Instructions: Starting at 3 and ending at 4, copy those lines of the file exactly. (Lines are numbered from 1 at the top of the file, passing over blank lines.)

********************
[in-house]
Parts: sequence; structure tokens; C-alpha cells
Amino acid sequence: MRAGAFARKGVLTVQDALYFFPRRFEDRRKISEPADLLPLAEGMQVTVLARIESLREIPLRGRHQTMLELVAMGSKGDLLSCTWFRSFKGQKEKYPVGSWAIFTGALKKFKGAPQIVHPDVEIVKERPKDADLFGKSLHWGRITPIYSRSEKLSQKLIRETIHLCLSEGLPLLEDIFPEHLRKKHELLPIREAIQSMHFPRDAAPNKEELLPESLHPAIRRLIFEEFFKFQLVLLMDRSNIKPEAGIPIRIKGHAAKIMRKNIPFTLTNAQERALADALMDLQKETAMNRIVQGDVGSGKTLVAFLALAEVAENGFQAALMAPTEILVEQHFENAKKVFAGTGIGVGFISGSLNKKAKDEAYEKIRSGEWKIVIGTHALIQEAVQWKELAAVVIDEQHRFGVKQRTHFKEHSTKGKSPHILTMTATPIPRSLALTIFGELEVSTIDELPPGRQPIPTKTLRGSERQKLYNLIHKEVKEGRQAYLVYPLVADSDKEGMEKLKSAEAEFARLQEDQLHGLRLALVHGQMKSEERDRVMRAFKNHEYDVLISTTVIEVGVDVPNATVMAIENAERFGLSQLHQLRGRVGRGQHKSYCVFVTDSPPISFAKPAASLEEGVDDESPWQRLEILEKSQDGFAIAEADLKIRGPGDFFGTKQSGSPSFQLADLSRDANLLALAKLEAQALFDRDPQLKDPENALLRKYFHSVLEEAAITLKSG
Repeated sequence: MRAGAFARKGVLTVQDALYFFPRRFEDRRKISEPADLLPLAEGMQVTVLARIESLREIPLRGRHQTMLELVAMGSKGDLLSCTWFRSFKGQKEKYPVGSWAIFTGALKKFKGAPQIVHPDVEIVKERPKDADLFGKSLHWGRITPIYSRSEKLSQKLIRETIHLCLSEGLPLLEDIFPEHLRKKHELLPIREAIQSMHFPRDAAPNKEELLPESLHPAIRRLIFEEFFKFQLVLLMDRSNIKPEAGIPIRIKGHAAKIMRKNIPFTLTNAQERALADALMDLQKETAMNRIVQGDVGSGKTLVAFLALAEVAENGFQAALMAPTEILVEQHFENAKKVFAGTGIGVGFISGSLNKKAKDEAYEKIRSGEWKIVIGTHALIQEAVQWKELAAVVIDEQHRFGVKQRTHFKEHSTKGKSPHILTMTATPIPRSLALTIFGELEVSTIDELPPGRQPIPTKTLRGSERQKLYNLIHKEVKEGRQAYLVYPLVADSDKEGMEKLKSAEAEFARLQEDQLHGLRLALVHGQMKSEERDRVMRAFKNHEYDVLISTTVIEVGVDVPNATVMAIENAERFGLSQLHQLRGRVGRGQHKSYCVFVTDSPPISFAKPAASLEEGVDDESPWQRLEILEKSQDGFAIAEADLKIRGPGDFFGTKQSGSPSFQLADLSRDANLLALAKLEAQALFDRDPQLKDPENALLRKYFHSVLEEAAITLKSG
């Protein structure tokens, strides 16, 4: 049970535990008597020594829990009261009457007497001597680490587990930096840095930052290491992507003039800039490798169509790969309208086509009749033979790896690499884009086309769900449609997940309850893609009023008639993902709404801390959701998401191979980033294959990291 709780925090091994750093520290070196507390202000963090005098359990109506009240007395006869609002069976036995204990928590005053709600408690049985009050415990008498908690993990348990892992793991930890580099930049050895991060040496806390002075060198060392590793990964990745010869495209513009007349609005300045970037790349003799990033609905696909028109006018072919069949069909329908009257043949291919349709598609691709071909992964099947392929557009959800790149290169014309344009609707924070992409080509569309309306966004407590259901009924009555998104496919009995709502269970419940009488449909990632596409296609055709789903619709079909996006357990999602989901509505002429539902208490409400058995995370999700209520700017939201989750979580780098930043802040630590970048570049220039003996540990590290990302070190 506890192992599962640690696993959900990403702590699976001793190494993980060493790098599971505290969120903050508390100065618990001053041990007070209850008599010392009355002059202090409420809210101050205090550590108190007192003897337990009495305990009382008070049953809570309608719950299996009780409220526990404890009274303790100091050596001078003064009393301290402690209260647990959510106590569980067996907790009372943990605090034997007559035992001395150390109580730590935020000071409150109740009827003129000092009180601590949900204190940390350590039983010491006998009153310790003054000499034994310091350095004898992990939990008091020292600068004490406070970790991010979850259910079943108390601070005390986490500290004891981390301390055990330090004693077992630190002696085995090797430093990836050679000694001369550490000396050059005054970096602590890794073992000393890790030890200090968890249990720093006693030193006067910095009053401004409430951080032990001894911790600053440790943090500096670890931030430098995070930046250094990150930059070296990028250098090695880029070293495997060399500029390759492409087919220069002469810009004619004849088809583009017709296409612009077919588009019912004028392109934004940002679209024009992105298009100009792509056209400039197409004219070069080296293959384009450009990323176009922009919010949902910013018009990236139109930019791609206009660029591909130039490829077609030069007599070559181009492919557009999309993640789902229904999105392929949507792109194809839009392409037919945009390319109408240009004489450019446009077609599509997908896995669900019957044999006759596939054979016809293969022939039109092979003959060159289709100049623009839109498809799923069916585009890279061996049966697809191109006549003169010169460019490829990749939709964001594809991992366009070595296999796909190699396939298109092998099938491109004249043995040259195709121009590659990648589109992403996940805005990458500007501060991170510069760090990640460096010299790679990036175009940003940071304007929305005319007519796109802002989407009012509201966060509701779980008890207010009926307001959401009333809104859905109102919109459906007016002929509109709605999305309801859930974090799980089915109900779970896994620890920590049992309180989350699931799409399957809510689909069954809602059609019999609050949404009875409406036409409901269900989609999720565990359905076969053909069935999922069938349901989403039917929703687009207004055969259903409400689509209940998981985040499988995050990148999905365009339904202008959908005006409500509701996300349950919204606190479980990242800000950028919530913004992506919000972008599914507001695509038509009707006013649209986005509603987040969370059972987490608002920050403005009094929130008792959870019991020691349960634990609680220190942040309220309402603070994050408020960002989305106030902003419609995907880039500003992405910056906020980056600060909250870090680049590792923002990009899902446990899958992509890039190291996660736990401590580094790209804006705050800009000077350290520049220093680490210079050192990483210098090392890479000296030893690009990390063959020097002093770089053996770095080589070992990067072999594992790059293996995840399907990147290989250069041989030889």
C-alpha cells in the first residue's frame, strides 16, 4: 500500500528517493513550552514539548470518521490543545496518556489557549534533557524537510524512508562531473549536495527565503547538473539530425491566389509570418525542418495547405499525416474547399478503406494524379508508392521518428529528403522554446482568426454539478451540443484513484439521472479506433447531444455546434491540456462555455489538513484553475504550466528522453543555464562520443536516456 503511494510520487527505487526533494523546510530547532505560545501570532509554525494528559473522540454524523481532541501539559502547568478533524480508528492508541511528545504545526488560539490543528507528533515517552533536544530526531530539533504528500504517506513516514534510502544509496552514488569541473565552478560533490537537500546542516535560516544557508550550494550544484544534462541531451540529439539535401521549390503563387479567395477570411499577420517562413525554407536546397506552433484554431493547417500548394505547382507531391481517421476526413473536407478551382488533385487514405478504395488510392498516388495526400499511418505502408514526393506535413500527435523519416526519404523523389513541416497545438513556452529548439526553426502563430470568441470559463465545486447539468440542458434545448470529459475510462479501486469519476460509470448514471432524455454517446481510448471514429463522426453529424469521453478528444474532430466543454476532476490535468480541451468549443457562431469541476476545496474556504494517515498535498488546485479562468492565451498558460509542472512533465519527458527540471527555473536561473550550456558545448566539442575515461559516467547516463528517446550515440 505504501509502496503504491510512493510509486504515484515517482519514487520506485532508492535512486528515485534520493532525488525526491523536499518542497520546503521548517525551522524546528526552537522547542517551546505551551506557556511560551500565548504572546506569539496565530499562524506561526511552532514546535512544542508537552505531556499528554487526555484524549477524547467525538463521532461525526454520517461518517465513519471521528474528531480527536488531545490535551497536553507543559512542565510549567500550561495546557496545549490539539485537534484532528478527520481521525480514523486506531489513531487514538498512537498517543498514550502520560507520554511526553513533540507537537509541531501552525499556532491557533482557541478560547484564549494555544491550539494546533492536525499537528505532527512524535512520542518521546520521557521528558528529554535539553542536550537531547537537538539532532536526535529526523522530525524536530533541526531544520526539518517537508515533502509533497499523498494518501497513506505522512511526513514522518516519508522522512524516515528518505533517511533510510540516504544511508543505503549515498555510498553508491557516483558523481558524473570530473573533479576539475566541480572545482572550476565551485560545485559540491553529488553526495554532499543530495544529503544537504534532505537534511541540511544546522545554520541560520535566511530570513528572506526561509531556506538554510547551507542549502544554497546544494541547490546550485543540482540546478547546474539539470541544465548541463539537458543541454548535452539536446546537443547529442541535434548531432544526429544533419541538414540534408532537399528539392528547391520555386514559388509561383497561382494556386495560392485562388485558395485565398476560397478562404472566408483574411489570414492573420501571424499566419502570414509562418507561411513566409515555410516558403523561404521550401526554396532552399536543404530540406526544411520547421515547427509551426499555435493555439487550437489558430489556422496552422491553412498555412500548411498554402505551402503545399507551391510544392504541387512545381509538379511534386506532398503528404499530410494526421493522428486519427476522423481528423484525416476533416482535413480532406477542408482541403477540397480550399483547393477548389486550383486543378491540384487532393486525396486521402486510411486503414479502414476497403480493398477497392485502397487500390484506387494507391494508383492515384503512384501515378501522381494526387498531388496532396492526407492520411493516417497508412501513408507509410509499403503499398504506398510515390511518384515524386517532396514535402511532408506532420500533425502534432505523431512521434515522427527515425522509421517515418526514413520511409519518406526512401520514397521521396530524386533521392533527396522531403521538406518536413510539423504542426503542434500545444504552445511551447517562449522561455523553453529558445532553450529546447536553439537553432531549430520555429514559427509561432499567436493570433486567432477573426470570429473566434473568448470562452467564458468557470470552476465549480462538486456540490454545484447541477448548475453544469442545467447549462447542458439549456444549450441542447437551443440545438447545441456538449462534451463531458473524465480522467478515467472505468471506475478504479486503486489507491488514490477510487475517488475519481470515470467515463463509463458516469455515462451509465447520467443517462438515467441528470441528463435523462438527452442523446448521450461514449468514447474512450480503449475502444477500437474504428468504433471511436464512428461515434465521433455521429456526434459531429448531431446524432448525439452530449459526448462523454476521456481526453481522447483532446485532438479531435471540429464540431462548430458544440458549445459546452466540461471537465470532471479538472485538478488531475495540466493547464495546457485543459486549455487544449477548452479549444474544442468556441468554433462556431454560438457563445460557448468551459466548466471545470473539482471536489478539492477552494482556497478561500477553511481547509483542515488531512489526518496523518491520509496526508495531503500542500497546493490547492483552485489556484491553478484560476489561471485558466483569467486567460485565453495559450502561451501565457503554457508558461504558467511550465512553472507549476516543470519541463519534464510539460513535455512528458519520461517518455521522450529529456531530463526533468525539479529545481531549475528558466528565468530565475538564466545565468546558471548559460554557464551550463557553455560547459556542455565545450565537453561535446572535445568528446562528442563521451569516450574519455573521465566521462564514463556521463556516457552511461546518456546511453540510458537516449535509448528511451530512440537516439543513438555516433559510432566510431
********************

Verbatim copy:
Amino acid sequence: MRAGAFARKGVLTVQDALYFFPRRFEDRRKISEPADLLPLAEGMQVTVLARIESLREIPLRGRHQTMLELVAMGSKGDLLSCTWFRSFKGQKEKYPVGSWAIFTGALKKFKGAPQIVHPDVEIVKERPKDADLFGKSLHWGRITPIYSRSEKLSQKLIRETIHLCLSEGLPLLEDIFPEHLRKKHELLPIREAIQSMHFPRDAAPNKEELLPESLHPAIRRLIFEEFFKFQLVLLMDRSNIKPEAGIPIRIKGHAAKIMRKNIPFTLTNAQERALADALMDLQKETAMNRIVQGDVGSGKTLVAFLALAEVAENGFQAALMAPTEILVEQHFENAKKVFAGTGIGVGFISGSLNKKAKDEAYEKIRSGEWKIVIGTHALIQEAVQWKELAAVVIDEQHRFGVKQRTHFKEHSTKGKSPHILTMTATPIPRSLALTIFGELEVSTIDELPPGRQPIPTKTLRGSERQKLYNLIHKEVKEGRQAYLVYPLVADSDKEGMEKLKSAEAEFARLQEDQLHGLRLALVHGQMKSEERDRVMRAFKNHEYDVLISTTVIEVGVDVPNATVMAIENAERFGLSQLHQLRGRVGRGQHKSYCVFVTDSPPISFAKPAASLEEGVDDESPWQRLEILEKSQDGFAIAEADLKIRGPGDFFGTKQSGSPSFQLADLSRDANLLALAKLEAQALFDRDPQLKDPENALLRKYFHSVLEEAAITLKSG
Repeated sequence: MRAGAFARKGVLTVQDALYFFPRRFEDRRKISEPADLLPLAEGMQVTVLARIESLREIPLRGRHQTMLELVAMGSKGDLLSCTWFRSFKGQKEKYPVGSWAIFTGALKKFKGAPQIVHPDVEIVKERPKDADLFGKSLHWGRITPIYSRSEKLSQKLIRETIHLCLSEGLPLLEDIFPEHLRKKHELLPIREAIQSMHFPRDAAPNKEELLPESLHPAIRRLIFEEFFKFQLVLLMDRSNIKPEAGIPIRIKGHAAKIMRKNIPFTLTNAQERALADALMDLQKETAMNRIVQGDVGSGKTLVAFLALAEVAENGFQAALMAPTEILVEQHFENAKKVFAGTGIGVGFISGSLNKKAKDEAYEKIRSGEWKIVIGTHALIQEAVQWKELAAVVIDEQHRFGVKQRTHFKEHSTKGKSPHILTMTATPIPRSLALTIFGELEVSTIDELPPGRQPIPTKTLRGSERQKLYNLIHKEVKEGRQAYLVYPLVADSDKEGMEKLKSAEAEFARLQEDQLHGLRLALVHGQMKSEERDRVMRAFKNHEYDVLISTTVIEVGVDVPNATVMAIENAERFGLSQLHQLRGRVGRGQHKSYCVFVTDSPPISFAKPAASLEEGVDDESPWQRLEILEKSQDGFAIAEADLKIRGPGDFFGTKQSGSPSFQLADLSRDANLLALAKLEAQALFDRDPQLKDPENALLRKYFHSVLEEAAITLKSG